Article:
Turning the Principle of Participation into Practice: Empowering Parents to Engage on Data and Tech

Guest Blog by Elizabeth Laird at Responsible Data for Children: “Two years into the pandemic, questions about parental rights in school have taken center stage in public debates, particularly in school board meetings and state houses across the United States. Not surprisingly, this extends to the use of data and technology in schools.

CDT recently released research that found that parental concerns around student privacy and security protection have risen since the spring, growing from 60% in February 2021 to 69% in July 2021. Far from being ambivalent, we also found that parents and students expressed eagerness to play a role in decisions about technology and data but indicate these desires are going unmet. Most parents and students want to be consulted but few have been asked for input: 93% of surveyed parents feel that schools should engage them regarding how student data is collected and used, but only 44% say their school has asked for their input on these issues.

While much of this debate has focused on the United States and similar countries, these issues have global resonance as all families have a stake in how their children are educated. Engaging students and families has always been an important component of primary and secondary education, from involving parents in their children’s individual experiences to systemic decision-making; however, there is significant room for improvement, especially as it relates to the use of education data and technology. Done well, community engagement (aligned with the Participatory principle in the Responsible Data for Children (RD4C) initiative) is a two-way, mutually beneficial partnership between public agencies and community members in which questions and concerns are identified, discussed, and decided jointly. It benefits public agencies by building trust, helping them achieve their mission, and minimizing risks, including community pushback. It helps communities by assisting agencies to better meet community needs and increasing transparency and accountability.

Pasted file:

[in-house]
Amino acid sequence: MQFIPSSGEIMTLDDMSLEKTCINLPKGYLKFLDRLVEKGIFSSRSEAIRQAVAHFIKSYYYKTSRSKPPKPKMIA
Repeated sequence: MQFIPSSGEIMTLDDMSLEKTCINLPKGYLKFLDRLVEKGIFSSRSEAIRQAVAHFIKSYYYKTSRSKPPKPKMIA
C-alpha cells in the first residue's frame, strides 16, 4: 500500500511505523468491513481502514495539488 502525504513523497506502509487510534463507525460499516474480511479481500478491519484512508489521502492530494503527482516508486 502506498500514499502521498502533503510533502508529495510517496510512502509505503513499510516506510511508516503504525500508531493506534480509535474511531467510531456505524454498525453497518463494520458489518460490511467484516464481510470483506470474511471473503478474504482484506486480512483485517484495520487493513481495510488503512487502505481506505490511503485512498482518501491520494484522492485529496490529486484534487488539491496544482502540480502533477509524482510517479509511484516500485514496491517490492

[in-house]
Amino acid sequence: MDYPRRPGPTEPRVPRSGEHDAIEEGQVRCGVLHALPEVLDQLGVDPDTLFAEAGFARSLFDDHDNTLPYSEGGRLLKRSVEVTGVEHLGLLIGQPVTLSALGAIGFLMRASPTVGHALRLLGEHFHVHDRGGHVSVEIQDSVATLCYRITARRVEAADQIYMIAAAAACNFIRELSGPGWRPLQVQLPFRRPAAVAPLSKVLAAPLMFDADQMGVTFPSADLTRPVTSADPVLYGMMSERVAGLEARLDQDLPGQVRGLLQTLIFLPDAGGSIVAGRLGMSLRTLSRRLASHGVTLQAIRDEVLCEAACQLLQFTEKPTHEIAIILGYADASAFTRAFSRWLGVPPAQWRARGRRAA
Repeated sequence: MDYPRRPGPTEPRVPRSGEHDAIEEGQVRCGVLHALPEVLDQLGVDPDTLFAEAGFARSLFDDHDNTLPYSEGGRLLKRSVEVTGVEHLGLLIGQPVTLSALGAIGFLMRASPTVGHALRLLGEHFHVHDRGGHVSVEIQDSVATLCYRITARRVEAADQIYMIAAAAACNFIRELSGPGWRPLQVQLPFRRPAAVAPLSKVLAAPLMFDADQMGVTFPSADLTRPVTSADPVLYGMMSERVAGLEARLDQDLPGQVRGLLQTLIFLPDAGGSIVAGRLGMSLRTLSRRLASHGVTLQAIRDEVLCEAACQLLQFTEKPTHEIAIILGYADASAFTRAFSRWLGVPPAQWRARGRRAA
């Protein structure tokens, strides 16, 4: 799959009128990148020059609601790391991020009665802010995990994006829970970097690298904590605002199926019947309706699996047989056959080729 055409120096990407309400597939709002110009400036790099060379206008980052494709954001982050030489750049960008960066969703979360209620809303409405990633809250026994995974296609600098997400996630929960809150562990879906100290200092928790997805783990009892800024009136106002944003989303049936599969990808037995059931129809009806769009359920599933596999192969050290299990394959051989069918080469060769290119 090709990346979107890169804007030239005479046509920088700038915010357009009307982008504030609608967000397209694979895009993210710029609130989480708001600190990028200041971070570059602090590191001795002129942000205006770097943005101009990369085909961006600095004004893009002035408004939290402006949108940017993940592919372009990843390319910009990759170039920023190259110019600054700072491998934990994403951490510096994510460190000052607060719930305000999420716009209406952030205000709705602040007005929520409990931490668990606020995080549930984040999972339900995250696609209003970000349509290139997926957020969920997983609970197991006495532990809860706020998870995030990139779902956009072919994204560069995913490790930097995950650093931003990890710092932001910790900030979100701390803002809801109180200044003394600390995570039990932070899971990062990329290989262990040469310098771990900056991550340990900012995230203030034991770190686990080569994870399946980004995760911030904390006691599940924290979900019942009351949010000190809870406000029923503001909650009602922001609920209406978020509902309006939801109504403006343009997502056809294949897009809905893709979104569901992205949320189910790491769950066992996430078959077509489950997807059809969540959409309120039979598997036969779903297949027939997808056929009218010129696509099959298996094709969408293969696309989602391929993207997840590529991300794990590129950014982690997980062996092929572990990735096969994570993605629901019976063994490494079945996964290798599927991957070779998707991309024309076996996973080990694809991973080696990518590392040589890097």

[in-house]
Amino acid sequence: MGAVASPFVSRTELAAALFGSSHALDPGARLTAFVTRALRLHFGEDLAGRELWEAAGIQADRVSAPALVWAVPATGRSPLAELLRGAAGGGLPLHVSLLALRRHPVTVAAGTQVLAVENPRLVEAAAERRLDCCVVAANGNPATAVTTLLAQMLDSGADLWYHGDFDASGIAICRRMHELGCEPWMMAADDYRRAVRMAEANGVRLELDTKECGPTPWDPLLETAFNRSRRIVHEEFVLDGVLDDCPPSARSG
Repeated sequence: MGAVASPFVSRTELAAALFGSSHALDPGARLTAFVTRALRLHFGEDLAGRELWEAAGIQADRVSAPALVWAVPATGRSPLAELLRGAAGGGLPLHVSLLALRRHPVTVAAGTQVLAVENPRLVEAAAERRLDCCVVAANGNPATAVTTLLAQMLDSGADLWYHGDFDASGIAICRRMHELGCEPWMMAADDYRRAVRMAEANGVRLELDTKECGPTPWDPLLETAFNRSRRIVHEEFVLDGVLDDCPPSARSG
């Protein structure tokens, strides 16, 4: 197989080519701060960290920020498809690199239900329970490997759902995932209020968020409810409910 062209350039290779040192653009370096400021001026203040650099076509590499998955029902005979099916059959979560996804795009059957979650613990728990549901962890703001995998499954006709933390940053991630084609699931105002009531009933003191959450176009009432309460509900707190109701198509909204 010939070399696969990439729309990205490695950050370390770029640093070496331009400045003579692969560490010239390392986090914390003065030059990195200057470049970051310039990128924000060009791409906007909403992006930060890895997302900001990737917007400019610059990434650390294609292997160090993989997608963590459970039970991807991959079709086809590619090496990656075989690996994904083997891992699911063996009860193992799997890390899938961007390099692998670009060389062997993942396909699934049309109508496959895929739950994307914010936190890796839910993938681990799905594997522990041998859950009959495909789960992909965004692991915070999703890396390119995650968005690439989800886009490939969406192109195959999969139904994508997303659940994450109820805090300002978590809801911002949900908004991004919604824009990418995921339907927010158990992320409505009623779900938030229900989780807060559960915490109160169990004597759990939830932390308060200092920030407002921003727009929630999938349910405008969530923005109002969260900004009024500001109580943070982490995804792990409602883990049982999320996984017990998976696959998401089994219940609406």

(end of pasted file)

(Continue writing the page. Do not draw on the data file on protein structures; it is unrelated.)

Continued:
To assist education practitioners in improving their community engagement efforts, CDT recently released guidance that focuses on four important steps…(More)”.